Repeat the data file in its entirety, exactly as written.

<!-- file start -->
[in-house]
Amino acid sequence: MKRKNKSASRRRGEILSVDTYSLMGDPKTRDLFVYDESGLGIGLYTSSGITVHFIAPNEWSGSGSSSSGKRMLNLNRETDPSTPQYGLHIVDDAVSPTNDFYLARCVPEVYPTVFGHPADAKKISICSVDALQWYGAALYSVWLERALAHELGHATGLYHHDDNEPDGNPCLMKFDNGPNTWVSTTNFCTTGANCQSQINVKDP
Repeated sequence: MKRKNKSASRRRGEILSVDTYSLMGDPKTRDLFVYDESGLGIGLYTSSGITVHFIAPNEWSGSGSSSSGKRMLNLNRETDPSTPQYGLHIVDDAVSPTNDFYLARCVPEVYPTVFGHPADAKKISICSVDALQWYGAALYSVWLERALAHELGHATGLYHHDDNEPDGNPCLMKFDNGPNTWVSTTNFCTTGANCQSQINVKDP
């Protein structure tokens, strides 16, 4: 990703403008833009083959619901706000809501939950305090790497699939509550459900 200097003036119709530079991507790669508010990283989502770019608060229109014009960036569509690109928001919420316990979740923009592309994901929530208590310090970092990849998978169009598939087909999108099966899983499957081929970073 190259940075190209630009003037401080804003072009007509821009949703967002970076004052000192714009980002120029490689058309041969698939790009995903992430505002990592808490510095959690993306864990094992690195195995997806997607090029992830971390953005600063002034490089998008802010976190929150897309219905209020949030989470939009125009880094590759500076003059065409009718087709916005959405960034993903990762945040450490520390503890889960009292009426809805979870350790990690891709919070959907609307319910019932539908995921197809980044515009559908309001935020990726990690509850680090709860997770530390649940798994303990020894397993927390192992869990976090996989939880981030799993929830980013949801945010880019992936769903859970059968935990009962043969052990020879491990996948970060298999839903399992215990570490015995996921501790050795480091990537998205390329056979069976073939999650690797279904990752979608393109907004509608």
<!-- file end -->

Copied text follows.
[in-house]
Amino acid sequence: MKRKNKSASRRRGEILSVDTYSLMGDPKTRDLFVYDESGLGIGLYTSSGITVHFIAPNEWSGSGSSSSGKRMLNLNRETDPSTPQYGLHIVDDAVSPTNDFYLARCVPEVYPTVFGHPADAKKISICSVDALQWYGAALYSVWLERALAHELGHATGLYHHDDNEPDGNPCLMKFDNGPNTWVSTTNFCTTGANCQSQINVKDP
Repeated sequence: MKRKNKSASRRRGEILSVDTYSLMGDPKTRDLFVYDESGLGIGLYTSSGITVHFIAPNEWSGSGSSSSGKRMLNLNRETDPSTPQYGLHIVDDAVSPTNDFYLARCVPEVYPTVFGHPADAKKISICSVDALQWYGAALYSVWLERALAHELGHATGLYHHDDNEPDGNPCLMKFDNGPNTWVSTTNFCTTGANCQSQINVKDP
């Protein structure tokens, strides 16, 4: 990703403008833009083959619901706000809501939950305090790497699939509550459900 200097003036119709530079991507790669508010990283989502770019608060229109014009960036569509690109928001919420316990979740923009592309994901929530208590310090970092990849998978169009598939087909999108099966899983499957081929970073 190259940075190209630009003037401080804003072009007509821009949703967002970076004052000192714009980002120029490689058309041969698939790009995903992430505002990592808490510095959690993306864990094992690195195995997806997607090029992830971390953005600063002034490089998008802010976190929150897309219905209020949030989470939009125009880094590759500076003059065409009718087709916005959405960034993903990762945040450490520390503890889960009292009426809805979870350790990690891709919070959907609307319910019932539908995921197809980044515009559908309001935020990726990690509850680090709860997770530390649940798994303990020894397993927390192992869990976090996989939880981030799993929830980013949801945010880019992936769903859970059968935990009962043969052990020879491990996948970060298999839903399992215990570490015995996921501790050795480091990537998205390329056979069976073939999650690797279904990752979608393109907004509608």